The damage to Murray Goulburn, the largest dairy processor in Australia, after losing a contract to supply Woolworths is about $108 million.
A short time ago, its ASX-traded units had dropped 6.4% to $1.17, down more than a half from the year high of $2.95.
Woolworths selected new suppliers to manufacture a range of private label products including cheese, UHT, adult milk powder and cream.
Bega Cheese says it has the deal to supply of a significant component of Woolworths’ own label cheese range from January 2017. Bega shares are up 7% to $6.23.
Fonterra, the world’s biggest dairy exporter, will supply adult milk power. Pactum, a long life milk specialist, will be supplying UHT milk in all states except Western Australia where local maker Harvey Fresh is the supplier.
Murray Goulburn, which is forecasting flat revenue this financial year because of a global dairy glut, still has the contract to supply private label mozzarella shred cheese as well as private label butter.
The cooperative says the revenue loss will be about $108 million. The financial impact in the 2017 financial year will be limited given timing of existing contracts completing.
“MG continues to enjoy a strong ongoing relationship with Woolworths and they remain a valued partner for our co-operative,” says interim CEO David Mallinson.
“We believe our tender to retain this business was competitive, whilst balancing acceptable returns for our products given the current environment for our farmer/suppliers and investors.”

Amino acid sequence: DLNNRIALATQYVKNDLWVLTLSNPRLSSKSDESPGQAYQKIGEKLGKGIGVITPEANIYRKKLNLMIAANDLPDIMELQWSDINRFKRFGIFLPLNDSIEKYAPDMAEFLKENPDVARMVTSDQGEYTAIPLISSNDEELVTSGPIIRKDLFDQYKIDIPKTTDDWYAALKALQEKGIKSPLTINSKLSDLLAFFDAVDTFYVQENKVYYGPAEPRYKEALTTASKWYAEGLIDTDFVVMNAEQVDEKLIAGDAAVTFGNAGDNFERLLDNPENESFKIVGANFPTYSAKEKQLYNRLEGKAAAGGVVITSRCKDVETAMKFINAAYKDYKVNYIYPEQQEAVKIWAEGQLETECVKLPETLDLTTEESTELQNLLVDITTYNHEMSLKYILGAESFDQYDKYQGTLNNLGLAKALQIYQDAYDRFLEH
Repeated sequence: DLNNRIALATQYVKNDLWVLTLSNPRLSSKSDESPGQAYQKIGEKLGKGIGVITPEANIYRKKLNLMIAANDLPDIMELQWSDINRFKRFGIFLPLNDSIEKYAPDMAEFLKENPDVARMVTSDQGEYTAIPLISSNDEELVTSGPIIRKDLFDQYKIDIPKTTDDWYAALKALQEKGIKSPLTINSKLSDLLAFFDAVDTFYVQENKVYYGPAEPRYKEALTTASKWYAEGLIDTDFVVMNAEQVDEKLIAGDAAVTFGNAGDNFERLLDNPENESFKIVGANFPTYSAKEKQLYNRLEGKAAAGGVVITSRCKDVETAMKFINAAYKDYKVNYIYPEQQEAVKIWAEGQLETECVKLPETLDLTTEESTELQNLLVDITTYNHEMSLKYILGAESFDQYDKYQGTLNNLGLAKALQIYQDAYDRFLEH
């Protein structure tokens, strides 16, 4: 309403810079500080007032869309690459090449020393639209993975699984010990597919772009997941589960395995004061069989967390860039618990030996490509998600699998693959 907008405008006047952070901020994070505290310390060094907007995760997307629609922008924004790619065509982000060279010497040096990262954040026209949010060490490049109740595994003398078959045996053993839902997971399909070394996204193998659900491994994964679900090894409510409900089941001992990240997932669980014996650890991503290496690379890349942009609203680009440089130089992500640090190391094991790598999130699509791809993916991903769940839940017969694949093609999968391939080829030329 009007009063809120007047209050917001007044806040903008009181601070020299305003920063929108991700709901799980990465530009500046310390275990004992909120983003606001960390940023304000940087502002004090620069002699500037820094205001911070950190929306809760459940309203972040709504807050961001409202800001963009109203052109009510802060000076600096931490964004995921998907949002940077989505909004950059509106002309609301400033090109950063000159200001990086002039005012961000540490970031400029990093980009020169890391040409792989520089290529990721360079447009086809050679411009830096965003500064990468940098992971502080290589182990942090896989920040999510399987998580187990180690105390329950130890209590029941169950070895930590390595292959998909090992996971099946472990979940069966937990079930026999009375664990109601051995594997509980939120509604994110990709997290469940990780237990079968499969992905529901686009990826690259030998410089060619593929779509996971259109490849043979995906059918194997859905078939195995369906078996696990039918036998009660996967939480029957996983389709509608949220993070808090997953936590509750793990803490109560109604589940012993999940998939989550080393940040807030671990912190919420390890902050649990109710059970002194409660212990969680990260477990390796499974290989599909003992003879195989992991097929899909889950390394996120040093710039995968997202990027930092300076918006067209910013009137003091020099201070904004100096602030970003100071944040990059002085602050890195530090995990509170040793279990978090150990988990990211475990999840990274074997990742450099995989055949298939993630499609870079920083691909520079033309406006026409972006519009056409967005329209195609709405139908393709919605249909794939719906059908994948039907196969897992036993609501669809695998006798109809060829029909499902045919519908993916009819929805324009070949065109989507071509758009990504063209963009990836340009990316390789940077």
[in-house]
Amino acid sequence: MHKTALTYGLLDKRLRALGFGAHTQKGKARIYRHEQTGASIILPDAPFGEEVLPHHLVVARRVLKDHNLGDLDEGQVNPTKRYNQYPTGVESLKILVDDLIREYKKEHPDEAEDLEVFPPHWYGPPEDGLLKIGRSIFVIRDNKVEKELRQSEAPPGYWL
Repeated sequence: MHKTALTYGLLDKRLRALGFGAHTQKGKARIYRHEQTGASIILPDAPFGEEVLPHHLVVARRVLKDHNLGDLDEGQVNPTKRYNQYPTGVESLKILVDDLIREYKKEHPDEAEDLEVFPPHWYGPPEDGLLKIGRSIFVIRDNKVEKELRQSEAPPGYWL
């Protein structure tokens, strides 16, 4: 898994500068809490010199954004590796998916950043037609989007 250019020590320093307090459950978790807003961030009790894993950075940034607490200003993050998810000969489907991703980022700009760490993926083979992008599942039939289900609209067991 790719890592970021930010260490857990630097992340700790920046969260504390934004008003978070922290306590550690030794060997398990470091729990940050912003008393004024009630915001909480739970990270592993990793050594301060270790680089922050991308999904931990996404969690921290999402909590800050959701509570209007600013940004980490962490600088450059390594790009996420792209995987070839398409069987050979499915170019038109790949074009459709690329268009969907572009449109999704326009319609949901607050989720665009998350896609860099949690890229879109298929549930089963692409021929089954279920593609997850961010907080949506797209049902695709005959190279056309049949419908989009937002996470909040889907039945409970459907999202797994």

Murray Goulburn says it expects a flat 2017 net profit of $42 million, around the upper limit of the 2016 range which had been brought down from initial expectations of $89 million.
The forecast is based on the assumption that commodity prices will continue to trade at current levels for the rest of the 2016 calendar year with only a modest recovery in price of around 6% the second half of the 2017 financial year.
The cooperative is due to announce its full year results on August 24.
The global downturn in dairy prices has hurting Australian farmers. Murray Goulburn expects to pay farmers $4.80 a kilogram this year, at the lower end of the $4.75 to $5.00 range set in April.
Law firm Slater and Gordon is investigating a potential class action against Murray Goulburn on behalf of aggrieved unitholders.
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